Several hundred people converged on Parliament House on Saturday calling for asylum seekers held on Manus Island and Nauru to be brought to Australia.
The Canberra rally was one of several protests being held across the country, with a similar rally taking place in Sydney.
The protesters started from the Mint Oval in Deakin before walking the two-kilometre route towards Parliament House, many chanting "more love, less fear, refugees are welcome here".
The event ended with several protesters, who had made cardboard boats, launching them into Lake Burley Griffin to symbolise the asylum seeker boats that attempt to get to Australia.
Among the group at the rally were Adam Richards and his 13-year-old son Ned, who had both recently completed walking from Adelaide to Canberra to raise awareness for asylum seekers being held in off-shore processing.
The father and son averaged more than 30 kilometres every day, completing their 38-day journey on Friday.
"The idea [for the walk] originated last year when my son asked 'what could be done about the asylum seekers' and I replied with nothing, and the look that he gave me was sobering to say the least," Mr Richards said.
"I then threw my hat into the ring and decided to walk to Canberra and Ned said he was coming too."
Mr Richards, who also spoke at the rally, said throughout the walk the pair had been collecting signatures for a petition calling for the government to close the detention centres.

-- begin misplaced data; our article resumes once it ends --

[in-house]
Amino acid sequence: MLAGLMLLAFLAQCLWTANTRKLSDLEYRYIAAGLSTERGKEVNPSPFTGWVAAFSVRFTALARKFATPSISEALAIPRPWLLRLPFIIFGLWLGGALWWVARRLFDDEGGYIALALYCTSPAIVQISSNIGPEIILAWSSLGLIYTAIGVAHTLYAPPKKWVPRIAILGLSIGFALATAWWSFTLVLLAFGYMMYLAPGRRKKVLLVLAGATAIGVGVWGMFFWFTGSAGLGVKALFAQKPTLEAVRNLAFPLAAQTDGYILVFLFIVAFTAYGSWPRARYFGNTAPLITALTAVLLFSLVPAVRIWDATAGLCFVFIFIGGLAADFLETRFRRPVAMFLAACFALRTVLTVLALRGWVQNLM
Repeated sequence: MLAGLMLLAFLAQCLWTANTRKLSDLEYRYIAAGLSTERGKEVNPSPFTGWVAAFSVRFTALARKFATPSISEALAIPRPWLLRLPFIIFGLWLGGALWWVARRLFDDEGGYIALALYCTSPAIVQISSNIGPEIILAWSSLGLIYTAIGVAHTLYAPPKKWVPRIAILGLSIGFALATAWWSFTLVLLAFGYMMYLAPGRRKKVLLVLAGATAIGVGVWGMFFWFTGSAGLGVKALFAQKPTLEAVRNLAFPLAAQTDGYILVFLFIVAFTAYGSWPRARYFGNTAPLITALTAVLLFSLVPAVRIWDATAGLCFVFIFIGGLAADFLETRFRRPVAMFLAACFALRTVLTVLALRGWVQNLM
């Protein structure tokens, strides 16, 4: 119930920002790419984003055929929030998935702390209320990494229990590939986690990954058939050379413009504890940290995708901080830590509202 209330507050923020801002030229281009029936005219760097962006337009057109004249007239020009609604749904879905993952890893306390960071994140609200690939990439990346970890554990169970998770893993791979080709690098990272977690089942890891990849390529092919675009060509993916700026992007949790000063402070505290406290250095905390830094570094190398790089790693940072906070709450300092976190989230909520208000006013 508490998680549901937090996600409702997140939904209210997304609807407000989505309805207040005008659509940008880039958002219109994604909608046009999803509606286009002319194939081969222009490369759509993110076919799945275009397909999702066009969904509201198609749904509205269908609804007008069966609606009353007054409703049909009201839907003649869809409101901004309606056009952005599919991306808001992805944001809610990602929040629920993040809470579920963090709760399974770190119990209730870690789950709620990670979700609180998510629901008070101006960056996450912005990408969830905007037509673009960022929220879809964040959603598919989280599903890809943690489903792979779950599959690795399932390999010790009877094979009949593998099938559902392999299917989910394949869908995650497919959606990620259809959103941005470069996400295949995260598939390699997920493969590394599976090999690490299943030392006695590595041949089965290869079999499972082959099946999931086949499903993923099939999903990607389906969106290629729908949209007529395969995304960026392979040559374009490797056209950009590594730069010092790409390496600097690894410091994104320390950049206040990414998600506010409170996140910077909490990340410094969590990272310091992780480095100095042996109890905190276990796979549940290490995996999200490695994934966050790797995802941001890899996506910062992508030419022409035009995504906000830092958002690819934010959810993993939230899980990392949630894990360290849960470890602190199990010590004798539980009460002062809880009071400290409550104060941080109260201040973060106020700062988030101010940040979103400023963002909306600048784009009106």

The petition will be presented to federal parliament when it resumes next week.
"You'd be amazed at the amount of people who are angry about this, and locking kids up like this child abuse," he said.
There were also speeches from former Labor MLA John Hargraves as well as Father Rod Bower from the Gosford Anglican Church.
Saturday's protest came as uncertainty still surrounds the future of the proposed resettlement deal of 1250 refugees with the United States, after President Donald Trump said on Twitter earlier this week he would "study this dumb deal".
Protest attendee Jane Keogh, who regularly speaks to asylum seekers held on Manus Island, said many on the island have lost hope of resettlement.
"They are suffering over there ... the government has spent many years trying to convince people that they're illegal. It's all a lie," she said.
"I'm here because every day I'm speaking to people who have been held there for four years and they have been deprived of their families and their loved ones and their freedom."